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1. To investigate whether morning blood pressure (MBP) can reflect levels of daytime and nocturnal blood pressure (BP) 2. To access the relationship between each period's BP (morning, daytime, nighttime and 24-hour, orderly) and subclinical target organ damage.
The authors recruited 1140 patients with essential hypertension in West China Hospital from January 2015 to December 2015. 24-hour ambulatory blood pressure monitoring, demographic data and relevant target organ damage index measurements were performed. Patients were divided into untreatment and treatment groups to discuss respectively. Pearson correlation analysis, Kappa consistency test, multiple linear regression, Logistic regression and AUC were used.
1. In untreatment group, the coefficients of consistency Kappa between MBP and daytime, nighttime, 24-hour BP were 0.775, 0.418, 0.643 (all P< 0.001) respectively; 0.743, 0.482, 0.677 (all P< 0.001) in treatment group. 2. By Pearson correlation analysis, in untreatment group, each period's SBP was positively correlated with UACR, LA, IVS, LVPW, and IMT (all P< 0.05), but no significant difference statistically in LVMI (P > 0.05). In treatment group, each period's SBP was positively correlated with UACR, IVS, LVPW, LVMI and IMT (all P< 0.05), but not in LA (P > 0.05). 3. By multiple linear regression and Logistic regression models, in untreatment group, the coefficients of regression β and odds ratio (OR) of each period's SBP and UACR, IMT had significant difference statistically (all P< 0.05), but not in LVMI (all P> 0.05). In treatment group, the coefficients of regression β and OR in UACR, IMT, LVMI had significant difference statistically (all P< 0.05). 4. In untreatment group, each period's SBP had significant difference statistically (AUC: 0.658, 0.686, 0.726, 0.704, respectively, all P< 0.01) in discriminating UACR, but not in IMT and left ventricular hypertrophy (all P> 0.05). In treatment group, each period's SBP had significant difference statistically (AUC: 0.676, 0.682, 0.726, 0.702, respectively, all P< 0.01) in discriminating UACR and left ventricular hypertrophy (AUC: 0.646, 0.683, 0.684, 0.687, respectively, all P< 0.01), but not in IMT (all P> 0.05). 5. Among population with controlled MBP, patients with uncontrolled nocturnal BP had higher IMT (0.83±0.17 vs 0.74±0.17, P=0.009), UACR (1.25±0.72 vs 0.92±0.58, P=0.005) than patients with controlled nocturnal BP. In 24-hour BP, the uncontrolled had higher UACR (1.29±0.72 vs 0.99±0.64, P=0.040) than the controlled. In daytime BP, target organ damage had no significant statistical difference between the uncontrolled and the controlled (all P>0.05).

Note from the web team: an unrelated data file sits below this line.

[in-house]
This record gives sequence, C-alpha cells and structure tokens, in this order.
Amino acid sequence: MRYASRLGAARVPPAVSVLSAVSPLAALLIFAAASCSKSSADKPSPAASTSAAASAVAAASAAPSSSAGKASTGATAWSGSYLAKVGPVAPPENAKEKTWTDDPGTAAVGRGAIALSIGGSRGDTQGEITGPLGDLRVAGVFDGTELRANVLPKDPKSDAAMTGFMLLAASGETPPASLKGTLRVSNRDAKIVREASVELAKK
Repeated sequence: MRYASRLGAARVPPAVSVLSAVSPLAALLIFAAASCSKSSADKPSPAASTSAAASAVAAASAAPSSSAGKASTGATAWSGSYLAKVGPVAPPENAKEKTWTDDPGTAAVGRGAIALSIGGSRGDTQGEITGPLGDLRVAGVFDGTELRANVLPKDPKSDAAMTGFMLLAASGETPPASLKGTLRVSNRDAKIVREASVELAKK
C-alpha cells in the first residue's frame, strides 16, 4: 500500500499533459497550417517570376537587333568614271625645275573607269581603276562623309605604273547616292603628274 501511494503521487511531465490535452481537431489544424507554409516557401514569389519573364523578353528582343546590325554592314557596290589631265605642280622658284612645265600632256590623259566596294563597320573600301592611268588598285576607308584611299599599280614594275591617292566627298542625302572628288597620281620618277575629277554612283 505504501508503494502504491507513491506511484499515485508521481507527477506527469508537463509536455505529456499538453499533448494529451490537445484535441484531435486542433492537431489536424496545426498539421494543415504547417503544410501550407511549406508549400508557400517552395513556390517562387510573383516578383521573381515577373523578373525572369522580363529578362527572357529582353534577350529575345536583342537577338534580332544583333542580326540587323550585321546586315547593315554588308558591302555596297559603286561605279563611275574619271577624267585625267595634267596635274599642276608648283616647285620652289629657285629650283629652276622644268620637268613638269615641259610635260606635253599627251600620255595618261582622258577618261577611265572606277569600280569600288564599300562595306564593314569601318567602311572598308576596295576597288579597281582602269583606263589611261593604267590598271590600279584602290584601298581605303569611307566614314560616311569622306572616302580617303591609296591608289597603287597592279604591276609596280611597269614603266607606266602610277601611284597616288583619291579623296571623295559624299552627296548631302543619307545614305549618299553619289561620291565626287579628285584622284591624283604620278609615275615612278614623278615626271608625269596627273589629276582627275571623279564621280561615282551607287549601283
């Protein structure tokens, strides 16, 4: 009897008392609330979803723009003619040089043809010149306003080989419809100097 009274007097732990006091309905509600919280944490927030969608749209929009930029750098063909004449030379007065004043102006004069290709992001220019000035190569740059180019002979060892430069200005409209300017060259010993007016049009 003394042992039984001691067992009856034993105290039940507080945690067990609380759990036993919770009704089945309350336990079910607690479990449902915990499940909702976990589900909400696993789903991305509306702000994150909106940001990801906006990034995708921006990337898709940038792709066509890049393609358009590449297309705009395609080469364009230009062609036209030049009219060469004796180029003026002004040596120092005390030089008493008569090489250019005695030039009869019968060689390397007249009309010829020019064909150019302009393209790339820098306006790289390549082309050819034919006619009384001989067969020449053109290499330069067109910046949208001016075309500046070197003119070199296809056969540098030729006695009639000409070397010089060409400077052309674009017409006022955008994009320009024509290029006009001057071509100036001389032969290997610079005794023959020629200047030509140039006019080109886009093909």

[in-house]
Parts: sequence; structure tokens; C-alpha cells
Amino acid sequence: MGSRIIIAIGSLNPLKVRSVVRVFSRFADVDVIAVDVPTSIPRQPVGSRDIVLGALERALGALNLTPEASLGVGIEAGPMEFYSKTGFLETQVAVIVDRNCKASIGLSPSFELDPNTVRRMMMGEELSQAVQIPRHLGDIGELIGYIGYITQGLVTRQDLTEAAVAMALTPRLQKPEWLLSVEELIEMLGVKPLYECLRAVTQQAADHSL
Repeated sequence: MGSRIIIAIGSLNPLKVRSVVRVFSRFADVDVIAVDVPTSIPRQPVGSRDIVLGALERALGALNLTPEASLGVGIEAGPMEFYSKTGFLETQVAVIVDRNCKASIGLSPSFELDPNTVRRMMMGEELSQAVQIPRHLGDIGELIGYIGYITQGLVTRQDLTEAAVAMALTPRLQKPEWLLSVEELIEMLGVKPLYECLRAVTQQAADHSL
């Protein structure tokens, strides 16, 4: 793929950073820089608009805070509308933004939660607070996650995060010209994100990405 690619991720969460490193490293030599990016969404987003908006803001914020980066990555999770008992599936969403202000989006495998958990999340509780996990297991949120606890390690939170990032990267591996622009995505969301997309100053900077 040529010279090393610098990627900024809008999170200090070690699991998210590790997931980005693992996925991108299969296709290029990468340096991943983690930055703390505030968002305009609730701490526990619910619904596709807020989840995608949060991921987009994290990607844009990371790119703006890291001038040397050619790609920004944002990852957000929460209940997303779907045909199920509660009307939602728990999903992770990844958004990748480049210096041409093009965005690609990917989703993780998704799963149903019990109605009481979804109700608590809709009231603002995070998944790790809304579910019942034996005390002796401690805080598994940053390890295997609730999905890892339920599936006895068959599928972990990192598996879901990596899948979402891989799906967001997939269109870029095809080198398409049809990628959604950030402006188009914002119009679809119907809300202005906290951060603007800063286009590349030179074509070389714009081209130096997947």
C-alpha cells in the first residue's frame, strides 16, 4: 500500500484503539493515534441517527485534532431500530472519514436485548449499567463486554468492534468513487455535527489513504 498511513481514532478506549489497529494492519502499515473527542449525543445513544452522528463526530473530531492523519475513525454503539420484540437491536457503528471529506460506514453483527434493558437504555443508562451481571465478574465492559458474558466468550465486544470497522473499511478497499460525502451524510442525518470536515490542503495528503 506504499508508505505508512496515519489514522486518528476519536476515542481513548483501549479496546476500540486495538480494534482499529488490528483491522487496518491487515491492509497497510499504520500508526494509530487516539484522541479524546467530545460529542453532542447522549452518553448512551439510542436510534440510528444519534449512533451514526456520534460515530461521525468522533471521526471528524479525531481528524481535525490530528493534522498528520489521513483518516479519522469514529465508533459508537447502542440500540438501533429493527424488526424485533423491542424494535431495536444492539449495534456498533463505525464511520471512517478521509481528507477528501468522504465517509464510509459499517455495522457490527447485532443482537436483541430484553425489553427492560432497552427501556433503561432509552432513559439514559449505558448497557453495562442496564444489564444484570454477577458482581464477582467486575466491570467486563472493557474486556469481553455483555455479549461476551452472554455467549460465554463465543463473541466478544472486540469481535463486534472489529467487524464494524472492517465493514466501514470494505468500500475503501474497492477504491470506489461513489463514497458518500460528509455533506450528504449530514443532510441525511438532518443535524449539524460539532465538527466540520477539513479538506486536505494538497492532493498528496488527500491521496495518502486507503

MBP levels mainly reflected the daytime BP levels rather than nighttime BP. Each period's BP had impact on target organ damage, but organ target was not completely same. The association between MBP and target organ damage didn't show a distinct advantage over that of other periods' BP. But nocturnal BP had a special advantage of reflecting renal and vascular damage.